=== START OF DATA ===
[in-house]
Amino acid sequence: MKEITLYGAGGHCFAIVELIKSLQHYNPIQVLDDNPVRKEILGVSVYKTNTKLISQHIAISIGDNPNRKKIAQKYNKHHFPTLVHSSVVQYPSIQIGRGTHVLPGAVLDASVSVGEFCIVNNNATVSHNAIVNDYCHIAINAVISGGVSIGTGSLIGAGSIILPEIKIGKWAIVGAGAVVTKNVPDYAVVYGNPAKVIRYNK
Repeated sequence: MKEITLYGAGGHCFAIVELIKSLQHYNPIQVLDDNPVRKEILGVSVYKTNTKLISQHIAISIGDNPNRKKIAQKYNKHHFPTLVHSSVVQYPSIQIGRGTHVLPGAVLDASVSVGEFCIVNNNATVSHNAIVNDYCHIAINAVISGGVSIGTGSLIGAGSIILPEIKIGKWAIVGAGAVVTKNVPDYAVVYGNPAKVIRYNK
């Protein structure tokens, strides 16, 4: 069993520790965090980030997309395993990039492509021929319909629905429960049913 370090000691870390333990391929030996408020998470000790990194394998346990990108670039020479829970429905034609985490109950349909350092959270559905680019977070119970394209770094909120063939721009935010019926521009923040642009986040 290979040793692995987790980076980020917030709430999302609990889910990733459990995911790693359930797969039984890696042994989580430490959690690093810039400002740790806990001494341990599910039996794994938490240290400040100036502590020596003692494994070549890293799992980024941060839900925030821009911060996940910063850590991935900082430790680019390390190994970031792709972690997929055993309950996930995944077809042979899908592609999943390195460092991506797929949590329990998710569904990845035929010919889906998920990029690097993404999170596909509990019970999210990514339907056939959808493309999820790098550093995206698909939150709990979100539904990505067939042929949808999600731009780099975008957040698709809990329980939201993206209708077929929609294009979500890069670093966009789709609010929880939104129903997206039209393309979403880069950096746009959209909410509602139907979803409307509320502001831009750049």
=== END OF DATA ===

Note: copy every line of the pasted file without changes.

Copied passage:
[in-house]
Amino acid sequence: MKEITLYGAGGHCFAIVELIKSLQHYNPIQVLDDNPVRKEILGVSVYKTNTKLISQHIAISIGDNPNRKKIAQKYNKHHFPTLVHSSVVQYPSIQIGRGTHVLPGAVLDASVSVGEFCIVNNNATVSHNAIVNDYCHIAINAVISGGVSIGTGSLIGAGSIILPEIKIGKWAIVGAGAVVTKNVPDYAVVYGNPAKVIRYNK
Repeated sequence: MKEITLYGAGGHCFAIVELIKSLQHYNPIQVLDDNPVRKEILGVSVYKTNTKLISQHIAISIGDNPNRKKIAQKYNKHHFPTLVHSSVVQYPSIQIGRGTHVLPGAVLDASVSVGEFCIVNNNATVSHNAIVNDYCHIAINAVISGGVSIGTGSLIGAGSIILPEIKIGKWAIVGAGAVVTKNVPDYAVVYGNPAKVIRYNK
């Protein structure tokens, strides 16, 4: 069993520790965090980030997309395993990039492509021929319909629905429960049913 370090000691870390333990391929030996408020998470000790990194394998346990990108670039020479829970429905034609985490109950349909350092959270559905680019977070119970394209770094909120063939721009935010019926521009923040642009986040 290979040793692995987790980076980020917030709430999302609990889910990733459990995911790693359930797969039984890696042994989580430490959690690093810039400002740790806990001494341990599910039996794994938490240290400040100036502590020596003692494994070549890293799992980024941060839900925030821009911060996940910063850590991935900082430790680019390390190994970031792709972690997929055993309950996930995944077809042979899908592609999943390195460092991506797929949590329990998710569904990845035929010919889906998920990029690097993404999170596909509990019970999210990514339907056939959808493309999820790098550093995206698909939150709990979100539904990505067939042929949808999600731009780099975008957040698709809990329980939201993206209708077929929609294009979500890069670093966009789709609010929880939104129903997206039209393309979403880069950096746009959209909410509602139907979803409307509320502001831009750049």